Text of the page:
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Librarian Design Share

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tablets

PowerPoint to Impress

When the Senior Vice President makes 3 hours in his schedule to tour your library and talk to each department and staff member, you have to come up with something to impress him. We originally thought he could visit departments and individuals, and they could give him handouts of their stats and information while telling him more about their day-to-day actions. And then it hit us that we’re the library; we should strive to make our presentation to him as forward-thinking and eye-catching as we can, and we should make the experience as real as possible.

So, we assigned roles and scenarios to the VP so that he could experience the library as our patrons might, and along the way we could give him the behind-the-scenes view into what we do that makes their experience here so easy.  To show off our technology skills (and our stats), we devised a PowerPoint from pictures that we’ve taken of our library. We used SkyDrive to load it to a library iPad and presented it to him when he arrived.  The VP took the iPad to each department, which kept him on track with scenarios, and it kept our numbers right in front of him.  Here it is:

We uploaded the presentation to SlideShare and sent him the link before he could even get back to his office.  Impressed does not begin to describe his reaction.

Interested in modifying this presentation for your own library? Contact me for the original file.

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Same Design, New Use

A few months back, I went to a resource fair in my institution, and another department had an interesting giveaway that I hadn’t seen before: an iPad cleaner.  Of course, this is really nothing more than a large eyeglasses shammy, but by putting it into the trendy context of an iPad or a tablet cleaner, it became THE swag to snag.

So, of course, I decided that my library needed to get in on this and make our own cleaner for the next opportunity we have to give things away.  I started with a simple, basic design, like the one that I picked up, but before long, I realized that we could use a design that was already in circulation…our tablet handout.  The iPad layout fits perfectly to the 5 1/2 x 7″ size of cloth.  The only change I needed to make to the design was to include our tablet site’s web address and QR code at the bottom so that patrons could find the site we were advertising (the tablet handout was two-sided with that information on the back, and the cleaning cloth can only be printed on one side).

iPad cleaner

You may notice that our tablet site’s image changed a bit since the last post, but we have committed to keeping this design for at least a year, so we ordered 500 of these babies at about $1.50 a piece through our institution’s vendor, and we think they’ll be a big hit!

What are you guys giving out to patrons this fall?

Contact me if you want the original Publisher file for this design.

Legal Research on the Go

Our goal here at Librarian Design Share is to be able to inspire you with creative ideas so that you can take them back and modify them for your own use in your library.  David McClure, Head of Research and Curriculum Services at the Wiener-Rogers Law Library at the William S. Boyd School of Law at the University of Nevada, Las Vegas, had done just this, and we’re so impressed with the results.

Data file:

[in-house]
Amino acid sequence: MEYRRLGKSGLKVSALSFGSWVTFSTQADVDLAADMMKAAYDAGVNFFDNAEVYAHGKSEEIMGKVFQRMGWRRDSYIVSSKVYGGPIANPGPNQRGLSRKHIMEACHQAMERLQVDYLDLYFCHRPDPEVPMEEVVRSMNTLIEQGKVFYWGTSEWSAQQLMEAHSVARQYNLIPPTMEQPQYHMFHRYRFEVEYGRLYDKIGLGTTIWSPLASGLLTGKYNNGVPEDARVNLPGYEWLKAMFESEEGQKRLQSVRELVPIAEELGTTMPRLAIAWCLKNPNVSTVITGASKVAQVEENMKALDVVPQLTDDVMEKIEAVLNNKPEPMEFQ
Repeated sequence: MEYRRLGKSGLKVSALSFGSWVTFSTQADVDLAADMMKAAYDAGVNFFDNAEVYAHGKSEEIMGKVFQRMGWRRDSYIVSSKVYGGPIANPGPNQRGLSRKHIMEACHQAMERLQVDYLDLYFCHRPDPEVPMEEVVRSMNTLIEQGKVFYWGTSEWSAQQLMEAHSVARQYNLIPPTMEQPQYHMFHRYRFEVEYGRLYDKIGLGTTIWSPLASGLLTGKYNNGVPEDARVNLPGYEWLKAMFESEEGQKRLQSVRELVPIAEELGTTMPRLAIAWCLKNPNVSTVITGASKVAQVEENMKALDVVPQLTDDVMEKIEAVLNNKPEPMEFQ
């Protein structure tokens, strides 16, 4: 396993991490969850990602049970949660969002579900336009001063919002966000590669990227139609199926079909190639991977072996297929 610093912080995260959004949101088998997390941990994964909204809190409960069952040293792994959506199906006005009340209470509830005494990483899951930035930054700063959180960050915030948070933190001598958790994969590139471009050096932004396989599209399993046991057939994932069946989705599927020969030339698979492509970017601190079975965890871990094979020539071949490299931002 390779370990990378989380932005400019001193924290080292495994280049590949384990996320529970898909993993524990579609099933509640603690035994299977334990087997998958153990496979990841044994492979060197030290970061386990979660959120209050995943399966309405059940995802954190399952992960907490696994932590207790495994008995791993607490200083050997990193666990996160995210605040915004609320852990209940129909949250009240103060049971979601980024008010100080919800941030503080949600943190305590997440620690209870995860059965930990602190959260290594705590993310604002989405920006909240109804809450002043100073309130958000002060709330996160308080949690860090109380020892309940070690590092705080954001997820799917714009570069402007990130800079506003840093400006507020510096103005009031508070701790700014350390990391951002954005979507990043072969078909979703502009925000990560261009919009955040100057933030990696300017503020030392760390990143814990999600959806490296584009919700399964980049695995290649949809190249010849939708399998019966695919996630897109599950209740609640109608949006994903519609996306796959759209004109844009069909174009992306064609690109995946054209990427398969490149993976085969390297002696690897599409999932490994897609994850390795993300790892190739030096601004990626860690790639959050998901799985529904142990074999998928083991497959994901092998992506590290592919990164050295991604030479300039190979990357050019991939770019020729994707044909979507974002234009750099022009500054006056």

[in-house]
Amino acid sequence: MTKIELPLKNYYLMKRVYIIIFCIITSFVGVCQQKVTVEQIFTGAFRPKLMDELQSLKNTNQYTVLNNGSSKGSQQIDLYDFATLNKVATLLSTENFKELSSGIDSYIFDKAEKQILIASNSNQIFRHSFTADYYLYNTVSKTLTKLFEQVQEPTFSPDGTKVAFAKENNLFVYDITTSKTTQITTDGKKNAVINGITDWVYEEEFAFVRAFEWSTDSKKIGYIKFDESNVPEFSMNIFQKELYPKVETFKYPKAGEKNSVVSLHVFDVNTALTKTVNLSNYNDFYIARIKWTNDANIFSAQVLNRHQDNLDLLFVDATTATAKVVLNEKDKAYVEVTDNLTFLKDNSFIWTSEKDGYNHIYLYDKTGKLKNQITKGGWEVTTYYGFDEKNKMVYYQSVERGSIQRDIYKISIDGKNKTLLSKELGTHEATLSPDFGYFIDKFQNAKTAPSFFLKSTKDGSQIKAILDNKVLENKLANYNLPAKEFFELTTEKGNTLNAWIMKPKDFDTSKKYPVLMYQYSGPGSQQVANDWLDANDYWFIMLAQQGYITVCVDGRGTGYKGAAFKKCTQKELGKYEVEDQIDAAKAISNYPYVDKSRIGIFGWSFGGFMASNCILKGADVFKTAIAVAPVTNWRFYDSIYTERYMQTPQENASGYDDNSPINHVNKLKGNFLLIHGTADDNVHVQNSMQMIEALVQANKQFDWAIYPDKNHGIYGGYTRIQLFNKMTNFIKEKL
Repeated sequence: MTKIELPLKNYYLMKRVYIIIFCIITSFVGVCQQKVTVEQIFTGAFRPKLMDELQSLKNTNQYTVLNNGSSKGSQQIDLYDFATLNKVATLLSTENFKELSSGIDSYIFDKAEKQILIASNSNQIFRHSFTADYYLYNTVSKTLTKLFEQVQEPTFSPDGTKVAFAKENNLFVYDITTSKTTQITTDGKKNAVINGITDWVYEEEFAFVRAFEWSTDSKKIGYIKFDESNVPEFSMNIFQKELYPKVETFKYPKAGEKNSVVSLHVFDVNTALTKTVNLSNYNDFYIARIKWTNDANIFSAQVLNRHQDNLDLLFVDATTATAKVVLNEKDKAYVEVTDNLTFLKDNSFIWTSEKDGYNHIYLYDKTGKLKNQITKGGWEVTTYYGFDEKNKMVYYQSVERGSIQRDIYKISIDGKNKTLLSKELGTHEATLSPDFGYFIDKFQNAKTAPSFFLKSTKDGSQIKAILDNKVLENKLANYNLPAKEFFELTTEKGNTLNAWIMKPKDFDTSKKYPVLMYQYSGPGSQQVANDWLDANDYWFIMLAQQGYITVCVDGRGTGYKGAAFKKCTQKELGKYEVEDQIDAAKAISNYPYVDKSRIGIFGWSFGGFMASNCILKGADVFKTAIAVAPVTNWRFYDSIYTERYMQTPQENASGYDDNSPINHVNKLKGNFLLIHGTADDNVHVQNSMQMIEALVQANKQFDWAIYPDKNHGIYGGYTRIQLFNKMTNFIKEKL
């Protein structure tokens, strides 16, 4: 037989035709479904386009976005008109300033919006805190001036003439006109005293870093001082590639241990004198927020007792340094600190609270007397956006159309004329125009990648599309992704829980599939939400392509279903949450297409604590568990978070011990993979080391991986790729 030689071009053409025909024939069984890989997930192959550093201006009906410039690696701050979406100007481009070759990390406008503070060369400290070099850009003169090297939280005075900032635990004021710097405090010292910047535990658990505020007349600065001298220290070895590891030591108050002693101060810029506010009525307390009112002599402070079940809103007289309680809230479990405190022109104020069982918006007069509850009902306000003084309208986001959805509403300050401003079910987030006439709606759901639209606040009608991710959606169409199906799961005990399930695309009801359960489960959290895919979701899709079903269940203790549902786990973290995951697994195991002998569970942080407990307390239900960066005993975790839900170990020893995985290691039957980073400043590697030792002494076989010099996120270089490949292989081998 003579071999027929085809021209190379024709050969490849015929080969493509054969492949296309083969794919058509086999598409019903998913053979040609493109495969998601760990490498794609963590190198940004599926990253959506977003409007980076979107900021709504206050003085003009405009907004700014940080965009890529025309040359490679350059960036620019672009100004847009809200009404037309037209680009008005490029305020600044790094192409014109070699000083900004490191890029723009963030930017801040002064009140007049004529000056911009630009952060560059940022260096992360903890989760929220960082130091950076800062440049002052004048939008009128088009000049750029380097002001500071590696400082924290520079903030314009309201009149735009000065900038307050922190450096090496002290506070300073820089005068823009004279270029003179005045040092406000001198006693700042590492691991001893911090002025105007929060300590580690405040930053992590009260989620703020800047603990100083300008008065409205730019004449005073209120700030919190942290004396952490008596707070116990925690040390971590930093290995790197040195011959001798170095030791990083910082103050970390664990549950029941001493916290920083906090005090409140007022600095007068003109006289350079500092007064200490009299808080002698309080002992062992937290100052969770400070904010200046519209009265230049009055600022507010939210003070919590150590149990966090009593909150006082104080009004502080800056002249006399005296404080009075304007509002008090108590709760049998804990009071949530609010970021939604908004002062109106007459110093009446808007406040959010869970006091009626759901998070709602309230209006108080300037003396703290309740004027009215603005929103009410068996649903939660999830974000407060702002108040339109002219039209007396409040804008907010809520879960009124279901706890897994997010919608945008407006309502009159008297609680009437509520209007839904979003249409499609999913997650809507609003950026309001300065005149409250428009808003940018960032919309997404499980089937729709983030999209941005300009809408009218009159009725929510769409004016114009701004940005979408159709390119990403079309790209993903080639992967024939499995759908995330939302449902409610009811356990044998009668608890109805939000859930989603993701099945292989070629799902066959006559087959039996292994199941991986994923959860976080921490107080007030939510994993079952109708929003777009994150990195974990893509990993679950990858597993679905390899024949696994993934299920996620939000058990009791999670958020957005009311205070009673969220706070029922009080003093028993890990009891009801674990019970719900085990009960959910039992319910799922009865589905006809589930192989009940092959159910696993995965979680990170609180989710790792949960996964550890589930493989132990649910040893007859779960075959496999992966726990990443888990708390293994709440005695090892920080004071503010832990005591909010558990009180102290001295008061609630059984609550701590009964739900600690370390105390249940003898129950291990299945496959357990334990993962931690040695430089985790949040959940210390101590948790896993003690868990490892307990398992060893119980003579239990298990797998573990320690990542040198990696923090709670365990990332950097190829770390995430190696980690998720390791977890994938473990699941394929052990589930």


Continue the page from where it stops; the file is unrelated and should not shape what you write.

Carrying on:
unlvs1

unlvs2

Here is David’s description of the design process:

For some time, our library had considered various ways to share information on legal research apps with our students and faculty.  While reviewing the ALL-SIS Task Force on Library Marketing & Outreach’s Academic Law Library Marketing & Outreach Toolkit, I ran across a reference to the Librarian Design Share blog.  The January 23, 2013, post on “Advertising a Tablet Page” provided the creative spark (and the template) to make the handout a reality.  We converted the template from Publisher to Pages format, and we increased the image size to create a full-page handout.   

Special thanks to April Aultman Becker and the Librarian Design Share blog for sharing the Publisher template with us.  Library research assistants Jessica Perlick, Elizabeth Ellison, and Andrew Stagg also contributed their excellent research and design skills, along with their creativity and enthusiasm, to the project.   

A PDF version of the handout is available for download through the Scholarly Commons @ UNLV Law at http://scholars.law.unlv.edu/refdeskguides/8.  For the Pages version, please contact David McClure (david.mcclure@unlv.edu).

David mentioned that this was his first project with Pages and that he enjoyed the program’s flexibility when it came to manipulating images.  Anyone else out there using Pages?  We’d love to see!

Advertising a Tablet Page

ipad front

When our staff developed a tablet page to highlight our mobile resources, we wondered how we would advertise it.  It finally became apparent that the very best way to advertise an iPad or other device was by using the image of the device itself.  What’s more eye-catching than a tablet?

I made a handout that is two sided: the front is an image of our actual tablet page as if you were holding and viewing it (I just layered a screen shot of the page over an iPad image–that’s what you see above), and a little more information and QR code on the back side (see the image below).  I print four of these per page to save some trees, and they are always popular at our Information Desk.

ipad back

The topic buttons on the handout were created by Laurissa Gann, Outreach Librarian at MD Anderson Research Medical Library.  If you would like the Publisher document for this handout, contact April Aultman Becker.

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